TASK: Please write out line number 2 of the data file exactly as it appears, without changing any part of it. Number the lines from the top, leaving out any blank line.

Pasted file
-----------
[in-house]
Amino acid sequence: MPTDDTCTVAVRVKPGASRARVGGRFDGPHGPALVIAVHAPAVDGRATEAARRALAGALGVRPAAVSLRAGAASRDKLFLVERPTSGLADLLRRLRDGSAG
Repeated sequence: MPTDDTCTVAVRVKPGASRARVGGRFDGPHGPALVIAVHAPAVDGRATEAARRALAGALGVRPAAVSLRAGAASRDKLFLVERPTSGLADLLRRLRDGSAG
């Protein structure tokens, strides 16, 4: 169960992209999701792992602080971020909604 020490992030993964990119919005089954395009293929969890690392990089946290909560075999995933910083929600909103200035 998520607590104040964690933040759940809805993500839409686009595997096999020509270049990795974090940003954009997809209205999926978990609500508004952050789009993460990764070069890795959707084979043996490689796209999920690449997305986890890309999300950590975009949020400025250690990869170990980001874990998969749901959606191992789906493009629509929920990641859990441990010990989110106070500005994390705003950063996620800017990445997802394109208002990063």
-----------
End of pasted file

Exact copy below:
Amino acid sequence: MPTDDTCTVAVRVKPGASRARVGGRFDGPHGPALVIAVHAPAVDGRATEAARRALAGALGVRPAAVSLRAGAASRDKLFLVERPTSGLADLLRRLRDGSAG